Interview: Patrick Hausmann
1. Tell us a little bit about yourself: Who are you, what do you do, and where
are you located?
Hey, I’m Patrick from Cologne and I work as a Research Associate for a University near Bonn, Germany. I’ve studied mechatronics („mix“ of mechanical + electrical engineering) but now I’m more active in the field of modernizing and digitizing teaching methods of my university department.
2. What was your main motivation for participating in the challenge?
Honor and Glory! 😀
I love challenges and especially the Weekly CG Challenge! The biggest battle is always against myself and since I „only“ reached the third place or an honorable mention in my last participations I was even more motivated to make it this time.
3. Where did you find the inspiration for your latest entry, or in general?
Inspiration for my latest entry came obviously from the Half-Life franchise which has a lot to offer! I can’t really explain where my general inspirations come from but I think it’s mostly Sci-Fi-movies and books, other artists and personal memories or experiences.
4. What software and plug-ins did you use to create this image?
Cinema 4D, Corona Renderer, After Effects, Premiere Pro and a little bit of Photoshop and Audacity.
This was also my first time to use all those softwares in one project so I learned a lot here.
5. Are there any particular techniques that you use often?
I like to copy/paste images that are still rendering into Photoshop so I can start the (rough) post-production in an earlier stage to save time.
6. Can you give us a short breakdown of your entry?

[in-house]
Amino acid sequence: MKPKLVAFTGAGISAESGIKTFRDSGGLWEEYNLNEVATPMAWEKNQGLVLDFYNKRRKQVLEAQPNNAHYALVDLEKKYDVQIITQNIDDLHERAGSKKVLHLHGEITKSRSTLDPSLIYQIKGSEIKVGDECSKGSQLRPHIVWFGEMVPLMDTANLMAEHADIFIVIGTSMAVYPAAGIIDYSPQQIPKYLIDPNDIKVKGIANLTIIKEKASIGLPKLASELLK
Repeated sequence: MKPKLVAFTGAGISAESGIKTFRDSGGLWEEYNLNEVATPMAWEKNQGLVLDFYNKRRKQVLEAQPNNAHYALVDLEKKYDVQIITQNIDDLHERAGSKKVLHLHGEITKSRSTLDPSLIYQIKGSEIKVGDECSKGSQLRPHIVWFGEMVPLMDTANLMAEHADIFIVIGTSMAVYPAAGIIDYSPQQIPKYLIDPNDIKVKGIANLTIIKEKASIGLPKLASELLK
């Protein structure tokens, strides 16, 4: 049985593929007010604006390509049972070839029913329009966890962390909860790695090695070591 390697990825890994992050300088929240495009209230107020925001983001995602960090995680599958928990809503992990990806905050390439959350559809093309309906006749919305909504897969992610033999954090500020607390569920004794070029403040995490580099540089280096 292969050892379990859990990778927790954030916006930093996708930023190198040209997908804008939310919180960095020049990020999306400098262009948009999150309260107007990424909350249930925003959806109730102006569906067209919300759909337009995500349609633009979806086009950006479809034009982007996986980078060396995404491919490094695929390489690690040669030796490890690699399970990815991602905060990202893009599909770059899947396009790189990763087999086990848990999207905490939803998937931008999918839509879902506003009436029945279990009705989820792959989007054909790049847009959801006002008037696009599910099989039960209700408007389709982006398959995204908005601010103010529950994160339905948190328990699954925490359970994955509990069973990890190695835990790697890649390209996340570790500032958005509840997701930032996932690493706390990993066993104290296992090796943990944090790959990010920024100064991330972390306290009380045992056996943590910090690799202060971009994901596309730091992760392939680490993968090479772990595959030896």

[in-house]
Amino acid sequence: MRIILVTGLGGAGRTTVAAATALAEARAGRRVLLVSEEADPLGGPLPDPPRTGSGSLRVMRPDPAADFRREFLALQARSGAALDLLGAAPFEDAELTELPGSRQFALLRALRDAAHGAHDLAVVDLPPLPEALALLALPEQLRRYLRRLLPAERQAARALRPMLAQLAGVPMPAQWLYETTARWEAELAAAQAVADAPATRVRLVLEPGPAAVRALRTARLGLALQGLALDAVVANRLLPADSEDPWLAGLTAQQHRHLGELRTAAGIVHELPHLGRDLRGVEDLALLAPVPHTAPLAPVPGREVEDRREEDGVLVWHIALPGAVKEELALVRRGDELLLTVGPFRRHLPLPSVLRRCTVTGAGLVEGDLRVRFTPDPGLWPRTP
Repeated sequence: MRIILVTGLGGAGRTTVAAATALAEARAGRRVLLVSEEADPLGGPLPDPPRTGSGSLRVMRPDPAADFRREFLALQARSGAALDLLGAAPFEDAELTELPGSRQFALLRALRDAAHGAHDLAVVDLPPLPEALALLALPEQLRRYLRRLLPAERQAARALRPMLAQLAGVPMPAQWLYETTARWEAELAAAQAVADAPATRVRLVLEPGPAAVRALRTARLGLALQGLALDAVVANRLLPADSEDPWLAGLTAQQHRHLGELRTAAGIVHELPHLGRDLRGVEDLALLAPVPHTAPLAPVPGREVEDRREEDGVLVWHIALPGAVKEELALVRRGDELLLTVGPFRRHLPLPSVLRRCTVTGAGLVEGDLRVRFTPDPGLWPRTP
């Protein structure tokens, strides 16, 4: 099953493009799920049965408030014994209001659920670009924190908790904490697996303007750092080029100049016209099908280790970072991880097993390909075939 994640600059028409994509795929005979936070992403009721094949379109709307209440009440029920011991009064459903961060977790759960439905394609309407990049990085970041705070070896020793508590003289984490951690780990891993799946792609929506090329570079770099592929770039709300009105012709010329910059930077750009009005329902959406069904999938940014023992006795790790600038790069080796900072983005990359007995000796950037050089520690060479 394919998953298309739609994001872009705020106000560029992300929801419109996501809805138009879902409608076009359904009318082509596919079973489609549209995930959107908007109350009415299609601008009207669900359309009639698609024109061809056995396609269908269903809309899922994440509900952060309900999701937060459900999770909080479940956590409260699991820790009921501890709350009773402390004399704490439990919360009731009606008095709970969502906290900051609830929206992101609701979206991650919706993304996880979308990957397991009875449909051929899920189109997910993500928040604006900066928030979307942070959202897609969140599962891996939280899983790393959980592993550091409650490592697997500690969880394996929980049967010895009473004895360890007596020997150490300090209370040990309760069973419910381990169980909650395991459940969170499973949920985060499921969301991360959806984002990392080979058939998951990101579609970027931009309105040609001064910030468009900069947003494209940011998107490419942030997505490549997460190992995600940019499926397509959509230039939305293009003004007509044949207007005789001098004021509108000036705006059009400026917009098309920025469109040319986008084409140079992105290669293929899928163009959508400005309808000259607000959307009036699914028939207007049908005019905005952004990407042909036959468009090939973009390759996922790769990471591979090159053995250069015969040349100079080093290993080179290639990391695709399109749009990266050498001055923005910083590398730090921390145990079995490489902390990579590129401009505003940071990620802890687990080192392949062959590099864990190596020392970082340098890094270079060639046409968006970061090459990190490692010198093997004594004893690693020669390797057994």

7. What was the hardest part?
For me the hardest part was compositing everything in the end, especially the portal. I only own After Effects for a few months and used Video CoPilots Saber-plugin which I just downloaded for this purpose. So I had to learn how it works and how I could place the portal behind the robotic arms in 2D using masks etc.
8. Have you learned something new from participating in this challenge and if yes,
Yes, a lot!
Split up your project in small parts and prioritize them. Then start with the most important stuff.
Make sure that you have the final product as good in mind as possible. So you can avoid working on unnecessary details.
Don’t underestimate the power of multi-pass rendering and layering in post!
And finally: Always recap your older projects and find out what to improve in the future.
9. Any advice for people who want to learn 3d art?
Don’t let other artists overwhelm you! Everyone started with a cube 😀
Keep up regular training and just make the stuff that makes you happy (daily rendering can be a way but it’s in no way a must – just avoid too long pauses). Share your work with other artists! Only this way you can get valuable feedback and it’s a good motivation to improve yourself.
10. Who are your favorite artists, traditional or digital, and can you explain why?
Hans Jenssen, Richard Chasemore (because Star Wars!)
Paul Pepera, R.I.P. (awesome and incredibly detailed mechanical stuff)
Simon Stålenhag (fascinating landscapes and sci-fi devices)
and lots of others which I don’t recall now. Just go watch all those making of‘s!
Thanks for the interview Patrick!